A sense of my obligation accompanies each reference to their books. I owe a special acknowledgement to the editor of the Encyclopaedia of Religion and Ethics, at whose commission I undertook to prepare the Article on " Confessions," a great part of which has been incorporated in this work with his consent; to the Reviewers of various denominations whose notices of the Article encouraged me to think that in my short survey of the Churches of Christendom I had been neither inaccurate nor unfair; and finally, to my Alma Mater, which honoured me with its Doctorate in Letters in recognition of the work which forms the substance of this book.

Some Contents:

CHAPTER I.
INTRODUCTION. CREEDS AND CONFESSIONS IN GENERAL.
Faith and its confession as elements in Religion — The place of dogma in Science, Philosophy, Art and Morals — Dogma fallible yet necessary to Religion as a skeleton to the living body — The synonyms of Creed and Confession — The evolution of confession from the spontaneous utterance of faith in a person or persons to the learned summary of doctrine — The Creed as an ejaculation of personal faith — The Creed as the spontaneous outcome of the faith of a Community — The Creed as a liturgical form — The Creed as a passport to admission or initiation, a Symbol — The Creed as a public testimony — The Creed as a doctrinal apology or vindication — The Creed as a settlement of the controversy, as authoritative dogma — The Creed as a basis of church union — The Creed as a test of orthodoxy, and standard of discipline — Plan of the book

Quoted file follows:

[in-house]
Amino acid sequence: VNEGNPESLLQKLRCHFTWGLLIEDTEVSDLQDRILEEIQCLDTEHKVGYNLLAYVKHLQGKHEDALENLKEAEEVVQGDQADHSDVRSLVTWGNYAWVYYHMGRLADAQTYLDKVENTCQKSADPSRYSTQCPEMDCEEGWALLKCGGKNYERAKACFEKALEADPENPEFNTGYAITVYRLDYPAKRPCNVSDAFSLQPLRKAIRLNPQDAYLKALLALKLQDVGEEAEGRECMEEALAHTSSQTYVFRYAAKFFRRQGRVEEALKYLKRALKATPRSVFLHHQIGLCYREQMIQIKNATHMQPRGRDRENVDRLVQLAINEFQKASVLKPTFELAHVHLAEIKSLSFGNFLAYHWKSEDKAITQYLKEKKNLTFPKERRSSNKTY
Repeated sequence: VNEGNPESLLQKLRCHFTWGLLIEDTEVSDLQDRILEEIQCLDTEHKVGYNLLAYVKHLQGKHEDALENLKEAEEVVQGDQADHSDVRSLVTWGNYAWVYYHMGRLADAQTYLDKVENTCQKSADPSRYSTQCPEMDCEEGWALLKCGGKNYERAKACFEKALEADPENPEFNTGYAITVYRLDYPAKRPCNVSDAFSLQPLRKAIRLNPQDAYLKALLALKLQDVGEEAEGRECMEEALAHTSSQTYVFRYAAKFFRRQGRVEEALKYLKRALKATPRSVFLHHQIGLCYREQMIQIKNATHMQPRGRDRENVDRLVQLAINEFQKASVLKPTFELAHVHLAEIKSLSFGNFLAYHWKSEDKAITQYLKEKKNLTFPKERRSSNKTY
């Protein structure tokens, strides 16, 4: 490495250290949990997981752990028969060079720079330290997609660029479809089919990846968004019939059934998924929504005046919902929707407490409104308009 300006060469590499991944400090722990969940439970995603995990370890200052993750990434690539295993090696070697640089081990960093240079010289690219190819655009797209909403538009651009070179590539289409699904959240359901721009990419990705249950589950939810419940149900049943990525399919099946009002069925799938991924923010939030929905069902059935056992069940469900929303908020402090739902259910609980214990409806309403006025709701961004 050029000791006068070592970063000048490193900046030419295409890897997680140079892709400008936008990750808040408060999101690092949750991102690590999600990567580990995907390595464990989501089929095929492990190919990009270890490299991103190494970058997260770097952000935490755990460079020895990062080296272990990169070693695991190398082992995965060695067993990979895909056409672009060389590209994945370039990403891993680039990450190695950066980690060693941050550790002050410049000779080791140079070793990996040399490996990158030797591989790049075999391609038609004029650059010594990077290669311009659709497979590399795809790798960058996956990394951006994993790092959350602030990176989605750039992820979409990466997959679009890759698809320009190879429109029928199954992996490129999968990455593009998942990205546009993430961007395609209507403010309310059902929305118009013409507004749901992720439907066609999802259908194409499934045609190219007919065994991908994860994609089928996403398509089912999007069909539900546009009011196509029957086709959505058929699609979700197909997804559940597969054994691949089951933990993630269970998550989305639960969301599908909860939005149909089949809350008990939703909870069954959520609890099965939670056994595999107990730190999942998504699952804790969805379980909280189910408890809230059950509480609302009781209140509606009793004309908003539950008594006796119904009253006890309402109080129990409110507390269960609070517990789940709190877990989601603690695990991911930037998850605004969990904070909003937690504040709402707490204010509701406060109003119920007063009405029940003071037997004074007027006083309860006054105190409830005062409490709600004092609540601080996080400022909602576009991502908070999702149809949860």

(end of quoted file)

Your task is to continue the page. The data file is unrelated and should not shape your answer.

GENERAL BIBLIOGRAPHY OF THE SUBJECT . . .1-10

CHAPTER II.
CREEDS AND CONFESSIONS OUTSIDE HEBREW AND CHRISTIAN RELIGION.
The rarity of such documents in other Religions — The reason — Creed elements everywhere, but creeds proper only in Israel, Persia, Buddhist India, Christendom, and Islam, didactic and missionary religions — Ancient and modern Zoroastrian Creeds — Ancient and modern Buddhist Creeds — The Mohammedan Creed — Confessions in modern India provoked by Christian missionary enterprise — Articles of Arya Samaj, and of Brahmo Samaj — The Hindu Catechism — The Buddhist Catechisms — The Parsi Catechism — Their testimony to the power of Christianity . . . 11-28

CHAPTER III.
CREEDS AND CONFESSIONS IN THE OLD TESTAMENT AND IN LATER JEWISH LITERATURE.
Hebrew Religion not prolific in confessional documents — The Creed of Israel in Deuteronomy, and its reinforcements in the Old Testament— Sects and doctrinal differences in later Judaism — The 5 doctrines of Philo — Epitomes of the Law according to great Rabbis, Akiba, Hillel, and Simlai — The ancient confession of the Jewish Prayer-book — The 13 Articles of Maimonides — Later Rabbinical Summaries — Modern Declarations of Jewish Principles by American Conferences — The Proselyte Confession .... 29-33

CHAPTER IV.
CREEDS AND CONFESSIONS IN THE NEW TESTAMENT.
Confession of Faith in the Gospels — Passages in Mark — in Matthew — in Luke — in John — Confession of Faith in the other Apostolic Writings — Passages in Acts — in the Epistles of Paul — in Hebrews, 1 John, and Jude — Confession everywhere in the New Testament — Comprehensiveness even of its simple forms — The New Testament foundation of the Creeds ... . 34-43


the book details :
  • Author: William A. Curtis
  • Publication date:1911
  • Company: Edinburgh: T. & T. Clark

  • Download 25 MB